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Music Proves a Lifeline in 'Escape from Luanda'

By Christiaan Harden

From Phil Grabsky's <em>Escape from Luanda</em>

Following a breakout hit like In Search of Mozart was never going to be an easy task, even if you have been making documentaries for 25 years. But Phil Grabsky's latest feature, Escape from Luanda, a touching portrait of Angola's one and only music school, more than lives up to his reputation.

Having premiered at the Montreal World Film Festival in September 2007, the documentary then opened in the UK with a special screening for members of the Houses of Parliament. Despite the difficulties of getting cinemas to screen another film about music in Africa, Escape from Luanda played to sell-out crowds at London's Barbican in January and has been screening at theaters around the UK since then, with bookings extended through October. In the midst of a humanitarian crisis, there is hope in the form of an under-funded music school in Luanda, war-torn Angola's dangerous capital, where Joana, Domingas and Alfredo hope they'll be thrown a musical lifeline. Their enthusiasm is palpable, even if their chances are slim. Recently honored with a prestigious Royal Television Society (RTS) Award for Best Documentary, Escape from Luanda chronicles a year in their lives as they prepare for the big end-of-year show, poignantly exploring their hopes, dreams and hardships along the way. In a year already bursting with great docs on music in Africa--War/Dance and We Are Together are among the most visible--this thoughtful film deserves attention.

Five years have now passed since Angola's brutal civil war came to a somewhat precarious end, and surprisingly few films have been shot there. Having originally scoured the country for a classical pianist or opera singer, Grabsky stumbled upon the school and was welcomed with open arms. With 84 students to chose from, all with interesting stories to tell, Grabsky felt spoiled for choice and felt that a film could have been made about "almost any of them." It was Alfredo, however, who presented himself first. Despite a disapproving father who ridiculed his career choice, Alfredo was "always there and playing the piano pretty decently. He was also considered the bright hope of the school so quickly became an obvious choice." Aspiring female rock-drummer Joana and Domingas, a mother of five whose husband left her when she enrolled, came along a little later.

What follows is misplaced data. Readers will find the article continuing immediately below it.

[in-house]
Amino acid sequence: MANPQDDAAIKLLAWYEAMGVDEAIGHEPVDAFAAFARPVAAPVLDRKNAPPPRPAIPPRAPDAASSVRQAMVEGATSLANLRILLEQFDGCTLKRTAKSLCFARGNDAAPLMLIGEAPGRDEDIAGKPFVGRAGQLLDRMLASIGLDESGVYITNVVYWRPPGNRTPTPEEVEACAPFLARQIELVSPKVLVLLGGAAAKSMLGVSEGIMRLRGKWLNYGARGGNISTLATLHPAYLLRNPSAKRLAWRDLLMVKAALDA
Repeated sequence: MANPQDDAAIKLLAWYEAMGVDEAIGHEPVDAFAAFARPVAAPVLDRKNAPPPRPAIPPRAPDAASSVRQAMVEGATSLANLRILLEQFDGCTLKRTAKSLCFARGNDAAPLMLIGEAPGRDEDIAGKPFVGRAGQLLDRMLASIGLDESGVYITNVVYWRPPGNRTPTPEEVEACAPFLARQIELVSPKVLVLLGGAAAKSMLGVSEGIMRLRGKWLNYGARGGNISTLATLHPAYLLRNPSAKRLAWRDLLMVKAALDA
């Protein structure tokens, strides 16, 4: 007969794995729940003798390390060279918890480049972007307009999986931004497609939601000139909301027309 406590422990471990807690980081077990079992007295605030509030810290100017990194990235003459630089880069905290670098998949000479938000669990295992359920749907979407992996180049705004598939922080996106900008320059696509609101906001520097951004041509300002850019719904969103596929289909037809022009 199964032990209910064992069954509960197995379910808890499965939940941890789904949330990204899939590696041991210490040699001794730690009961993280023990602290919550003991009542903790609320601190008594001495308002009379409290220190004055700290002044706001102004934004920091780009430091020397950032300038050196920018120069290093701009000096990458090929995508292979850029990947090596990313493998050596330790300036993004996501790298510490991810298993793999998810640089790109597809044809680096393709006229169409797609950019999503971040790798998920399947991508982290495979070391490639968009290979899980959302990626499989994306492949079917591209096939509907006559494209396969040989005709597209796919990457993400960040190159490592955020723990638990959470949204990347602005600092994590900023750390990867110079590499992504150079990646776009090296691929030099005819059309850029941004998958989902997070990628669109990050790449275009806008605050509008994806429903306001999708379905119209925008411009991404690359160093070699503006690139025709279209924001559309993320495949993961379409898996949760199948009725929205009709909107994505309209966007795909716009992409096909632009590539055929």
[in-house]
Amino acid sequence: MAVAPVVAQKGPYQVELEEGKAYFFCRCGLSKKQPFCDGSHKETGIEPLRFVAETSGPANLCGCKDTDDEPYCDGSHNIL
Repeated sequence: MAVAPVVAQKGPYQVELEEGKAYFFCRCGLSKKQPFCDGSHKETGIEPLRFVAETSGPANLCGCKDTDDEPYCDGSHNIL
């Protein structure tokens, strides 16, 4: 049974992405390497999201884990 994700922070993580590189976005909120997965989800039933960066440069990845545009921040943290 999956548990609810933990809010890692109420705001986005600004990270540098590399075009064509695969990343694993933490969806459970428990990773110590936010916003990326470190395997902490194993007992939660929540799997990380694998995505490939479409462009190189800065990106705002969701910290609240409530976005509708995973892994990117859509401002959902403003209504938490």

Speaking fluent Spanish and French helped the Brighton, England-based Grabsky understand his character's native Portuguese tongue, and positive relationships quickly developed. In the evenings, a translator helped Grabsky keep pace with the story, but when the school's director left unexpectedly, the filmmaker could have lost it altogether. Immediately questioning the crew's presence and what his students would get out of them being there, the new man in charge was reluctant to let the filmmakers continue. Thankfully when the director realised that Grabsky had always intended to give a piano to the school and encourage donations, he was persuaded otherwise.

"In some ways I was happy that the director was questioning more what we were doing, why we were focusing on the characters and what the point of the film was," Grabsky explains. Not only is this turning point a very strong narrative moment in the film, but according to the Grabksy, "It reflects what's going on in Angola." Where the first director thought that, "In post-civil war Angola, it's enough that these students are just turning up, her replacement was focused on raising the standards, connecting with the international market and students passing their exams properly," he continues. The school director was also very aware of the professional perception he wished to create of his school, and he led his students in an authoritative style that they were clearly not used to.